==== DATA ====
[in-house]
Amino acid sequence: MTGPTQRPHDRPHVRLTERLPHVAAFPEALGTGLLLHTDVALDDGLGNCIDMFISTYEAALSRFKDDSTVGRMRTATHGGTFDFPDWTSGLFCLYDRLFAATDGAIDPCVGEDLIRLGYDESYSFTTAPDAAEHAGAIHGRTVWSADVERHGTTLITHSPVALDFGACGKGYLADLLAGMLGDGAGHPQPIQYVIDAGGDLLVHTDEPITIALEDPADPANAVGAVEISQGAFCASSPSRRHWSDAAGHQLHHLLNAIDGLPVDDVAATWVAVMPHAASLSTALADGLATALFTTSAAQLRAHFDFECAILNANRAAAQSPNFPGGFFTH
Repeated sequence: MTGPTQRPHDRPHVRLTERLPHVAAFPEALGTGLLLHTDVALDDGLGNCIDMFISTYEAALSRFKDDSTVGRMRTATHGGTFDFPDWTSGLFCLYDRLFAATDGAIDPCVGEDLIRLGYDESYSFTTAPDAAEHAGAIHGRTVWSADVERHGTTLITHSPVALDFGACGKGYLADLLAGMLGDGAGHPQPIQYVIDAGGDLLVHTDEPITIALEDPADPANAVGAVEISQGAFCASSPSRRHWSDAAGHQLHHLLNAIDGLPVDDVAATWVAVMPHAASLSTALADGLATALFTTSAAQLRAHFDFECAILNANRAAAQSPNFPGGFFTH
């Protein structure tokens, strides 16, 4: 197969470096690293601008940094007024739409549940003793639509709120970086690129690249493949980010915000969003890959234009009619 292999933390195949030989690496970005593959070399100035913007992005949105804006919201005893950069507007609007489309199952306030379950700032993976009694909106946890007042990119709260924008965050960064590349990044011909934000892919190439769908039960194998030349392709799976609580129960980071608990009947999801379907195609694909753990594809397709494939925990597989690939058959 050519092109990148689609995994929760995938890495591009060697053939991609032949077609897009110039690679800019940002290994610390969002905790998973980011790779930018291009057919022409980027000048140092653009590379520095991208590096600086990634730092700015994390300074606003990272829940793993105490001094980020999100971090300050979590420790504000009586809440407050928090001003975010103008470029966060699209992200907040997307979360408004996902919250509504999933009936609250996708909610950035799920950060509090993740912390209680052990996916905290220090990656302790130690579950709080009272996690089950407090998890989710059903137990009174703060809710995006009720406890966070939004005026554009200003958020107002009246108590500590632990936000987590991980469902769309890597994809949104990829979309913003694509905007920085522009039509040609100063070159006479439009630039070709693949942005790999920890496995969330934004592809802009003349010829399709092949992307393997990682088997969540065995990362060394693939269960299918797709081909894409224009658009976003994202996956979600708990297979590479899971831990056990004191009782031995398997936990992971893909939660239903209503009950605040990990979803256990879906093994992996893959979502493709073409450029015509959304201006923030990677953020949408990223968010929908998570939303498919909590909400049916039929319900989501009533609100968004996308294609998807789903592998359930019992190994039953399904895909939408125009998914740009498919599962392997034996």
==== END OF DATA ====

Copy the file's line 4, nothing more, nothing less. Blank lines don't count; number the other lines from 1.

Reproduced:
């Protein structure tokens, strides 16, 4: 197969470096690293601008940094007024739409549940003793639509709120970086690129690249493949980010915000969003890959234009009619 292999933390195949030989690496970005593959070399100035913007992005949105804006919201005893950069507007609007489309199952306030379950700032993976009694909106946890007042990119709260924008965050960064590349990044011909934000892919190439769908039960194998030349392709799976609580129960980071608990009947999801379907195609694909753990594809397709494939925990597989690939058959 050519092109990148689609995994929760995938890495591009060697053939991609032949077609897009110039690679800019940002290994610390969002905790998973980011790779930018291009057919022409980027000048140092653009590379520095991208590096600086990634730092700015994390300074606003990272829940793993105490001094980020999100971090300050979590420790504000009586809440407050928090001003975010103008470029966060699209992200907040997307979360408004996902919250509504999933009936609250996708909610950035799920950060509090993740912390209680052990996916905290220090990656302790130690579950709080009272996690089950407090998890989710059903137990009174703060809710995006009720406890966070939004005026554009200003958020107002009246108590500590632990936000987590991980469902769309890597994809949104990829979309913003694509905007920085522009039509040609100063070159006479439009630039070709693949942005790999920890496995969330934004592809802009003349010829399709092949992307393997990682088997969540065995990362060394693939269960299918797709081909894409224009658009976003994202996956979600708990297979590479899971831990056990004191009782031995398997936990992971893909939660239903209503009950605040990990979803256990879906093994992996893959979502493709073409450029015509959304201006923030990677953020949408990223968010929908998570939303498919909590909400049916039929319900989501009533609100968004996308294609998807789903592998359930019992190994039953399904895909939408125009998914740009498919599962392997034996």